Advice From Inside: How to Tour Colleges

At Campus Bound, our counselors have over 50 combined years of college admission experience. We are passionate and informed about the world of college admissions. Occasionally we like to tap into that expertise and pass along our words of wisdom to families.  So this month we asked, “What can students do during a college visit in order to get the most out of the experience?”

Here are their responses:

– In order to maximize a campus visit, students should go sit in the student union (or somewhere lots of students hang out) and strike up a conversation with at least two students.  Questions such as: Why did you choose Name of School? What do you like about being here? What is something you wish was different? What do you do in your free time/on the weekend?


– Parents should do as much as possible to stay in the background. They should get then info they need as parents, but make the visit about their child. (Avoid the when “we” apply to/ go to college)


– Find bulletin boards, whether in an academic building, student center, and/or residence hall and see what’s been posted — what are students, professors, and administrators writing and posting about?


– Take a photograph of your tour, including your tour guide and even the other people on the tour (no need to have everyone pose, just hang back and get a group shot when no one is looking).  If you remember what your guide looked like and who else was on the tour, you’ll be more likely to remember the conversation that went with it.


– Grab a snack at the student center or cafe and watch students as they pass from class to class.  Do they appear happy, stressed out, hungover?  Eavesdrop a bit to hear what they are talking about–what concerns them, or approach students and ask them questions about your areas of interest.


– Make sure to take time to visit the local surroundings.  Check out the town, city, or scenery nearby – can you see yourself living in this community for four years?  Do the surroundings make you more or less interested in the school?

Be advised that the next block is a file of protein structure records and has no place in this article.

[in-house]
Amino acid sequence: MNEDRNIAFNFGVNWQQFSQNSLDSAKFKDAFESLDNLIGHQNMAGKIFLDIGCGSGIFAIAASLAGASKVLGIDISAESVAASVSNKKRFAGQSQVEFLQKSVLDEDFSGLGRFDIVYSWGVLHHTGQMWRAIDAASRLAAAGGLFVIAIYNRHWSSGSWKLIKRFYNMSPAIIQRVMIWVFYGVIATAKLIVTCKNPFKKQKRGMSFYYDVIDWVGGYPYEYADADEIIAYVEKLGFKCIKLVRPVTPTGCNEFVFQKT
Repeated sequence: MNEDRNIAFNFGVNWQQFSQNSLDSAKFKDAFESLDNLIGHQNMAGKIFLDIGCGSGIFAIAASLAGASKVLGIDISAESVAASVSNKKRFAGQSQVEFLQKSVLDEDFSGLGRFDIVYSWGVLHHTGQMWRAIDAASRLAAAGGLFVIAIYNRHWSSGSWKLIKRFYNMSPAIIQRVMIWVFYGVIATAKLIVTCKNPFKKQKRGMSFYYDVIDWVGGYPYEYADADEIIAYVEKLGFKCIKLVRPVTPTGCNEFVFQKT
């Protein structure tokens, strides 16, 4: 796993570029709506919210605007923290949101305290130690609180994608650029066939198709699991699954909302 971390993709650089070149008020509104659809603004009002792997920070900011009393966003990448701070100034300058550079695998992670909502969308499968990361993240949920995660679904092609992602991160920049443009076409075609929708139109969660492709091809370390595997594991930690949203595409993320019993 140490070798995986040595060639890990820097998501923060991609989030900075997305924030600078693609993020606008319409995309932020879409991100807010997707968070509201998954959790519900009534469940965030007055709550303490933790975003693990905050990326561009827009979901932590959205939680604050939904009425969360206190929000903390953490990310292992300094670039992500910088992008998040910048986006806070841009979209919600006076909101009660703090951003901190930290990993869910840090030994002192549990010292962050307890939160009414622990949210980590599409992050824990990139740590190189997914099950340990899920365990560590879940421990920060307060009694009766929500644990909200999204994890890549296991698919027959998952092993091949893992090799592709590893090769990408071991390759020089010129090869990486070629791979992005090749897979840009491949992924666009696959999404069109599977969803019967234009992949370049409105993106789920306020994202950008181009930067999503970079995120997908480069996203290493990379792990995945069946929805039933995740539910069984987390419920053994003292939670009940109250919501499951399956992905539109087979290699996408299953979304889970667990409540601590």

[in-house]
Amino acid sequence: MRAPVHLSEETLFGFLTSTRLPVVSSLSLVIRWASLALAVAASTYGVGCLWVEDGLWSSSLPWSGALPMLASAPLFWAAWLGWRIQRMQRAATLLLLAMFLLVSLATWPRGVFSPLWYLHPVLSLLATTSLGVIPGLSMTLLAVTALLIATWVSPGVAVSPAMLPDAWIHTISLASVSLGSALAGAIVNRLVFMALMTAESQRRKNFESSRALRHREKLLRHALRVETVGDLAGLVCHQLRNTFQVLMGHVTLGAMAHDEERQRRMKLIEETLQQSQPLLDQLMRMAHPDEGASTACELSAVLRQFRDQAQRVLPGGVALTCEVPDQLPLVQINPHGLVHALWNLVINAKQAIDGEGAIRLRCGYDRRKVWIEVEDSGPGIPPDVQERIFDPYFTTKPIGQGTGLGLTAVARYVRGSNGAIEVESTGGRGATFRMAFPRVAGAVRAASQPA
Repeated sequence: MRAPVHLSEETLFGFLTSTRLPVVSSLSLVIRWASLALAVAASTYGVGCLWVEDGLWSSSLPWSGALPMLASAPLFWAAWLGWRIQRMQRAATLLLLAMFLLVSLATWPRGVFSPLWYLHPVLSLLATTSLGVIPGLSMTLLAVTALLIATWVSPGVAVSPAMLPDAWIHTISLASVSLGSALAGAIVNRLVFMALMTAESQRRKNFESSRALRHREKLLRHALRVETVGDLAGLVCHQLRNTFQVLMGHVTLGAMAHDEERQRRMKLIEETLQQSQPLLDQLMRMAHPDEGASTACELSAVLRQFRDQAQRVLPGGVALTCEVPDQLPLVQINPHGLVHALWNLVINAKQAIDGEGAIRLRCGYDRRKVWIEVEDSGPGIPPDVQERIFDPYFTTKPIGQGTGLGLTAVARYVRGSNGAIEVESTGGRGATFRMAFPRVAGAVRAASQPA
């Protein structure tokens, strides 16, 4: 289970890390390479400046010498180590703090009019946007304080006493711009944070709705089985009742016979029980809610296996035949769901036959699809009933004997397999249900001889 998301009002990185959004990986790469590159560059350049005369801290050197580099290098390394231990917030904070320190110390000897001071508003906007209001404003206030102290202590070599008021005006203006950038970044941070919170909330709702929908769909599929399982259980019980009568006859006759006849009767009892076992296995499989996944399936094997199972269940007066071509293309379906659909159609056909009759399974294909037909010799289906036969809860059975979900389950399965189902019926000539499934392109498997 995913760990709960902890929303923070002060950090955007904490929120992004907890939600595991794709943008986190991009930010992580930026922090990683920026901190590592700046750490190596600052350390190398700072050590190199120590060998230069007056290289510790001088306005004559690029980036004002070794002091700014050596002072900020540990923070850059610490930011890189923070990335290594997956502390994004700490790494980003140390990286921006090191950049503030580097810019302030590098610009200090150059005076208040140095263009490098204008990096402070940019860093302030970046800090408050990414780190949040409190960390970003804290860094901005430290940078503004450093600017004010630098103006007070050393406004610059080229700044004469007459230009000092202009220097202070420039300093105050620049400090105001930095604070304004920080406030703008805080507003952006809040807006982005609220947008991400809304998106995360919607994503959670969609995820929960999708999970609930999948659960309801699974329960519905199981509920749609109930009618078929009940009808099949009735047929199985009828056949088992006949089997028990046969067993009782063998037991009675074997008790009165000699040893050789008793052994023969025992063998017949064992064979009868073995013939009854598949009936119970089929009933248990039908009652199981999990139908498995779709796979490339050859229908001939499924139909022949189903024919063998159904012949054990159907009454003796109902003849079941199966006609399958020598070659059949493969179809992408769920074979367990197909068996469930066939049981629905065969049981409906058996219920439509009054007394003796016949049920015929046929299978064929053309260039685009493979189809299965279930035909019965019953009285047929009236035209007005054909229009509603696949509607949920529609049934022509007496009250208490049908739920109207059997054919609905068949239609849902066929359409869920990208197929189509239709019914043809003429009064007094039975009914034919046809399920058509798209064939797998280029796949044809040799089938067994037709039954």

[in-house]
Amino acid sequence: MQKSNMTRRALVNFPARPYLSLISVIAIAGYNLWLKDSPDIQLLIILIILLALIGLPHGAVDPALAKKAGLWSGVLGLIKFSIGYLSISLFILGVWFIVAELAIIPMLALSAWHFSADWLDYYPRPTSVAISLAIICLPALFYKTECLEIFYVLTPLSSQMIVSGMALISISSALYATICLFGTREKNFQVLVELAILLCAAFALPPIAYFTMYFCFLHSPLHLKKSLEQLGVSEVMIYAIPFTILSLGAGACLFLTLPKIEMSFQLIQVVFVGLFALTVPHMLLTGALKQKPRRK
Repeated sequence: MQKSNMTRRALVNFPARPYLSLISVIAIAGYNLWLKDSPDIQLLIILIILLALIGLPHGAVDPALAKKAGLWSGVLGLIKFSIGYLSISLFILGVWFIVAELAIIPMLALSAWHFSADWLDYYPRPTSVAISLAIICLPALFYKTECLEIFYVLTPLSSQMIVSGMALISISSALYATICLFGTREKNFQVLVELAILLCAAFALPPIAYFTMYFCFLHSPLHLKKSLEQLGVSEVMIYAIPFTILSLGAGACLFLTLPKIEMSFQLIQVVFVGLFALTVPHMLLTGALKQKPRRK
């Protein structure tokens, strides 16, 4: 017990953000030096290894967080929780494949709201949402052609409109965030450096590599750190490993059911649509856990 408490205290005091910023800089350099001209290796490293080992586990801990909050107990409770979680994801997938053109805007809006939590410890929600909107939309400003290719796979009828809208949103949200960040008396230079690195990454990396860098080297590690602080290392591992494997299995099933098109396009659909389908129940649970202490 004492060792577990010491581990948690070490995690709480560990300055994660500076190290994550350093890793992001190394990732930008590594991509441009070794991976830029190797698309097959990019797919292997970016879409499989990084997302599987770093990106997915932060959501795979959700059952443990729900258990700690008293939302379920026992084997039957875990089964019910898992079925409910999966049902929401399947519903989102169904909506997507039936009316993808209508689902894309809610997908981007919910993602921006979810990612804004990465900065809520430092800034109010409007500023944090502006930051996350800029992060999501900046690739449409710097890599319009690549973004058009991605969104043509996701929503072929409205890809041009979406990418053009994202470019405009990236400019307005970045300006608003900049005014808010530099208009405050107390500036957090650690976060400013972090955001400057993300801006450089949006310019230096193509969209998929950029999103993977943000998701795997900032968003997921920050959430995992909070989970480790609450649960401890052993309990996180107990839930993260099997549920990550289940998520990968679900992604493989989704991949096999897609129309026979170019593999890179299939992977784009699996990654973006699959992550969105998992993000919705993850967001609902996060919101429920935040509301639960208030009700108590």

– After taking advantage of all the admissions office offers, spend time alone on campus. Walk around and talk to students; eat a meal in the main dining hall; pick up and read a school newspaper; go to a class and stay overnight if possible. Do more than a test drive; live the life of a student.


– Be prepared, have a purpose for being there and come armed with a few good questions you can’t find on the colleges website, dress appropriately but comfortable as some campus tours can be long, and if you meet an Admissions Counselor ask for their business card so you can follow up with more questions as needed. Shake their hand and thank them for their time.


I think my best advice would be to “stay in the moment” and put any cell phones/other distractions aside so that the student really immerses him/herself in the experience (campus tour, the information session, contact with current students and tour guides, etc.) Too often I see prospective students glued to their phones, instead of taking advantage of the opportunity to really listen, observe and ask questions. Active note-taking is key to remaining focused on the moment, and will help the student remember what the visit was like once time has passed — both pros and cons are important to note!


Happy college tour season! If you have any questions about planning college visits or how to make the most of them, contact us today!



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